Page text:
BNP raises $211m from Shinhan sell-down

Deal comes after a 10% rally in Shinhan’s shares in the past seven days. Separately, Zhuzhou CSR completes third private placement by a HK-listed Chinese group in one week.
BNP Paribas will still own about 5.35% in Shinhan after the sale, down from 6.35% beforehand.
BNP Paribas will still own about 5.35% in Shinhan after the sale, down from 6.35% beforehand.

BNP Paribas on Monday took advantage of the renewed interest among foreign investors in Korean stocks to sell part of its investment in Shinhan Financial Group. The block trade accounted for just 15.8% of the French bank’s total stake in Shinhan, but allowed it to raise W223.25 billion ($211 million) in a pretty tightly priced deal.

The sell-down, which was arranged by BNP Paribas itself on a sole basis, comes as a number of international banks have been reducing or exiting their financial sector investments in Asia ahead of stricter requirements on the amount of capital that needs to be set aside to cover them.

However, a source at BNP Paribas described the transaction as a portfolio management exercise and said that it was “appropriate” to take some money off the table at this time, given that Shinhan’s share price is currently trading at a more than two-year high. It has gained 10% in the past seven trading days alone and is up 45% since its low point at the end of November last year.

The BNP Paribas management is still bullish on Shinhan, however, and intends to remain invested in the company, the source said. The sell-down also will not have any impact on BNP’s strategic partnership with the Korean firm, which includes an insurance joint venture. Shinhan Financial is the owner of Shinhan Bank, which is Korea’s third largest bank in terms of asset size.

BNP Paribas will still own about 5.35% in Shinhan after the sale, down from 6.35% beforehand, and to demonstrate its commitment to the Korean company it has agreed to a longer-than-usual six-month lock-up.

The seller offered 4.75 million shares at a price between W47,000 and W48,650, which translated into a discount of between zero percent and 3.4% versus Monday’s closing price. The number of shares accounted for 1% of the company and about five days of trading, based on the average daily volume in the past month.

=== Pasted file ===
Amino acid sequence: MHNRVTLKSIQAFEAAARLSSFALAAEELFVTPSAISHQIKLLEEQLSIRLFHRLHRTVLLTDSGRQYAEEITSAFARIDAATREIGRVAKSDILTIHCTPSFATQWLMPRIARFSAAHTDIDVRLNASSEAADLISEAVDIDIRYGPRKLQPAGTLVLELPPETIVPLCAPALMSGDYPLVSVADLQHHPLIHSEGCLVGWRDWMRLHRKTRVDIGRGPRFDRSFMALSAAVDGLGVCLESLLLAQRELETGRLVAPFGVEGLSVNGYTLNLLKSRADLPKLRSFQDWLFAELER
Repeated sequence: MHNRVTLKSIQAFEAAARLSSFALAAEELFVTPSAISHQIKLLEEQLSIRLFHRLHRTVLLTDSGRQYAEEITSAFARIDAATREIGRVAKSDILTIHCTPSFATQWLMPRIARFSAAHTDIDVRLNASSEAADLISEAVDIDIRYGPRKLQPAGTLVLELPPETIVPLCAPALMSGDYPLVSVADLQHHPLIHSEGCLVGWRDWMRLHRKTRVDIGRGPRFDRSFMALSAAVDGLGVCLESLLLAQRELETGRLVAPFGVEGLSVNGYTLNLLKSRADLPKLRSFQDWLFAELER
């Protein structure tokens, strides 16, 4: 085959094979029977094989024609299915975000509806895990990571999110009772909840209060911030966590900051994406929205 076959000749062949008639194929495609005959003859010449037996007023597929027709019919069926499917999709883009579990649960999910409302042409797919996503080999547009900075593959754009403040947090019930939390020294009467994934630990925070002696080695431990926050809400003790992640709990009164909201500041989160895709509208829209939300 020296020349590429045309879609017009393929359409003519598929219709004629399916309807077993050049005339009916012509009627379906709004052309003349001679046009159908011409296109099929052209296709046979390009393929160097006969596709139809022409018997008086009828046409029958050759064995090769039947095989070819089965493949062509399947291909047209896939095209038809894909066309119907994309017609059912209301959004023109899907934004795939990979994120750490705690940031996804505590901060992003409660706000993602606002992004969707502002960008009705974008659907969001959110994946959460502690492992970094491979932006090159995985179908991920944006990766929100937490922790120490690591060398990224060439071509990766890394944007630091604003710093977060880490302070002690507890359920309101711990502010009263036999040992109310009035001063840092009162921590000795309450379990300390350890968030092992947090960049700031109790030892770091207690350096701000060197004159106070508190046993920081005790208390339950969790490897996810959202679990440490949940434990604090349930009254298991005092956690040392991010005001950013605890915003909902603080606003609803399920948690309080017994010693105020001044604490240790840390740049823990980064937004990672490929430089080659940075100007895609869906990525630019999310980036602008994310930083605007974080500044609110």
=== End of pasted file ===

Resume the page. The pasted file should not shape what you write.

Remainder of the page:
It has become almost a rule that the top-end of the price range on share sales in Korean bluechips is equal to the latest market price, but it is still somewhat rare that the deals are actually priced at a zero discount. And given the strong gains in Shinhan’s share price in the past week, that didn’t seem likely this time either.

Indeed, the price was fixed at a bottom of the range for the maximum 3.4% discount. Considering that last Thursday was the first time the stock closed at W47,000 since February 2012, this was still a good price for the seller though.

According to a source, the deal was well anchored by international long-only investors before launch and that helped attract both hedge funds and domestic accounts. In the end, close to 50 investors submitted orders and the deal was said to have been well-subscribed. About 60% of the shares were allocated to long-only funds and the rest to hedge funds, the source said.

BNP Paribas will remain the second largest shareholder in Shinhan after Korea’s National Pension Service, which owns 8.1%, according to Bloomberg data. No other shareholder owns more than 5%.

Aside from its investments and businesses in Korea, the French bank has also been increasing its presence in China as it tries to boost revenues in Asia to compensate for the weak economy in Europe. In July its insurance arm, BNP Paribas Cardif, agreed to buy ING Group’s 50% stake in a life insurance joint venture with Bank of Beijing and it also has a couple of other JVs – with Bank of Nanjing in retail and commercial banking and with Haitong Securities in asset management. It also has its own China subsidiary focusing on corporate and investment banking and wealth management.

Zhuzhou CSR